Of course, the game does its best to keep your mind occupied with other things, such as offering up a belt where you can store fallen enemies and activate them for your own usage. Sometimes you take on their persona, like becoming a giant golem that can kick the crap out of smaller enemies — and even big ones, and sometimes you merely bring up enemies from the ground to fight with you. Regardless, the concept is neat. Now, how it works is simple. To acquire the enemies, you defeat them and collect a coin/POG-esque floating thingy (I know, very professional to describe it that way). The smaller enemies take up a small amount of space on your belt, while the bigger enemies take up 2-3 spaces at a time. Regardless of space, the idea of this in a game is so neat and helps to keep the action fresh, especially during long durations.

And this is one item of interest to keep the action a bit more interesting, but it’s the first one you’re going to run into.

Staying with enemies, there are such a creative variety of them. All of them are straight from Dragon Quest and cartoony as hell (which isn’t a bad thing). The variety, much like the coin/POG, helps to break up potential monotonous action. Beyond those garden variety low-hanging fruit enemies, skeletons and mummies, though they are pretty fruit, the bosses are something to behold. The bosses are generally huge, vicious and flex their muscles at every given chance. This means that if you’re expecting a cakewalk to earn goodies or progress the story in Dragon Quest Heroes II, then you’re in for a rude awakening. You’re going to have to strategize your characters, their powers and make sure you find the patterns within the boss’ attacks. They have patterns, but there is little flex room for misfires. Be cautious and also sit back and enjoy the challenge.

Now, if there is any downside to this title that is glaring, it would have to be the A.I.. I will say the bosses are fine with A.I., though some patterns of attack from bosses are easily recognizable. I have to give that a pass because there are going to be a lot of young gamers diving into this game, so it’s more for them than for us seasoned veterans. The easier time they have with the game, then the more likely they’re going to adopt the series. That creates some nice longevity, so I can’t fault Omega Force for doing this. That said, A.I. issues come into play, at least in my experience with the title, when you depend on your teammates a bit.

Once in a while your teammates might have a problem recognizing situations where you need help. Six out of 10 times you will have a teammate, who is predominantly a healer, heal you during battle. The other four times you might be waiting around the war zone for them to recognize you need healing. Sometimes that waiting becomes a problem when enemies come after you. If you move, the A.I. seems to reset a bit and you have to find another place to stop and wait for healing. This pattern of A.I. isn’t consistent at all, so sometimes you’ll be right as rain with constant healing. Regardless, it is noticeable when it does occur and it’s an issue, at least for me. Is it a deal breaker? Psshhhh, no. But it can be annoying.

What’s not annoying about Dragon Quest Heroes II is the girth of the game. Graphically, and I was playing this on the PS4 Pro when reviewing it, the draw distance is huge. You can see enemies in the far background moving and waiting for you. The environments are detailed and go with the Dragon Quest theme — even the cities. There is so much visual life to the world that you’ll find yourself enjoying the surroundings in the middle of a battle. What’s even cooler is that the land is not flat. You’ll see this the first time out and about in the world, where mounds of deserts and hills go up and down with depth. Again, it’s visually stunning and truly breathes some life into a game series that needed some upgrading.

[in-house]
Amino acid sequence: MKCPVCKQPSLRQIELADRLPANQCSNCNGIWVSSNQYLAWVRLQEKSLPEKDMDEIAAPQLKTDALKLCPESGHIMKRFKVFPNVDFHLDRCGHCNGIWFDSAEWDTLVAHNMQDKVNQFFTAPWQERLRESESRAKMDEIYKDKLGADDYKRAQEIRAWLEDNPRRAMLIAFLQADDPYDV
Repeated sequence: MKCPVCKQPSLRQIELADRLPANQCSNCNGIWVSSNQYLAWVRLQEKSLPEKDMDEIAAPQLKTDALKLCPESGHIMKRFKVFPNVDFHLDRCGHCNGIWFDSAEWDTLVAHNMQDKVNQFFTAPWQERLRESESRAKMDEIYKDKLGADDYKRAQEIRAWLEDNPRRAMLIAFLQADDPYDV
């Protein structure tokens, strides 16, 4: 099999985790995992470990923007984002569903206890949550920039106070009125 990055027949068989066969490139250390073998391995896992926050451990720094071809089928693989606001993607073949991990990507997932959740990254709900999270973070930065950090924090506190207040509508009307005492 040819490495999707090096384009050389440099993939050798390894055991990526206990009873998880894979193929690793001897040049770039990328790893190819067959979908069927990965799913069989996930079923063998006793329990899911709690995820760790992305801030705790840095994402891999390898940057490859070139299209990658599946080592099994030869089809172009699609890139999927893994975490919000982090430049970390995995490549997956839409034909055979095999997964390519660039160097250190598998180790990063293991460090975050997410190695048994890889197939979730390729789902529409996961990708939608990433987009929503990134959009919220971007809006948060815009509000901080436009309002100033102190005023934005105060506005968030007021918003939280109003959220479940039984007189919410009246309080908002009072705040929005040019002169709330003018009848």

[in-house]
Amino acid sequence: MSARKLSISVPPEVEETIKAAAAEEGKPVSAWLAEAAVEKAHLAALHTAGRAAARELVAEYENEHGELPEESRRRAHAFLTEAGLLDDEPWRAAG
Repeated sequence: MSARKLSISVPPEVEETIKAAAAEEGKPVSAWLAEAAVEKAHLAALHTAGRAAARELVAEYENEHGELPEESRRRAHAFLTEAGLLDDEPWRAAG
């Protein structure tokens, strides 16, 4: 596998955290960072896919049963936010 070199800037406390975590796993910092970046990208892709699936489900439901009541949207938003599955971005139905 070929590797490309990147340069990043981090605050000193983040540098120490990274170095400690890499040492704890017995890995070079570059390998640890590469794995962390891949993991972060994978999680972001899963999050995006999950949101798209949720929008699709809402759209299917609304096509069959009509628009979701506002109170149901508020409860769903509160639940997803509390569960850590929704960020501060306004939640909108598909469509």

Environments aside, the characters that live within the world are beautifully detailed and go along with the DQ theme. Giant golems that you might have encountered in previous DQ games, including Dragon Quest Builders, will seem bigger and more visually appealing. I’m not sure if the developers at Omega Force have finally figured out the hardware of the PlayStation 4, but whatever they’re doing they need to continue to do in future titles. Even the main characters are colorful and beautifully drawn. Hell, even the NPCs in town, which are generally worthless in games like this, are given great details and visual love.

In short, the visuals, both environments and characters, are quite stunning.

If visuals weren’t enough, the inclusion of good audio that is well-acted helps to push along the personalities of the characters and pull gamers into the world that Omega Force carefully crafted. It’s really nice stuff that compliments what your eyes are seeing.

Before wrapping, is this game fun? Dragon Quest Heroes II is a beast of a game that contains a large amount of fun in the form of familiar RPG elements and some grinding action that doesn’t seem monotonous as the word ‘grinding’ assumes. Getting the best of RPG and action in one game can be a rare treat, therefore the balance between the two in Dragon Quest Heroes II makes this game instantly fun. You certainly won’t be bored.

Overall, Dragon Quest Heroes II is an upgrade over its predecessor. It’s packed with plenty of content, long action sequences and a healthy dose of role-playing elements to keep your interest firmly hooked. The balance between action and RPG helps make this more than just a Dragon Quest title with the beating heart of Dynasty Warriors. It’s a worthy sequel.

Just excuse the A.I. here and there.


  • Fun action balanced with an RPG backbone.


  • A.I. can be suspect once in a while.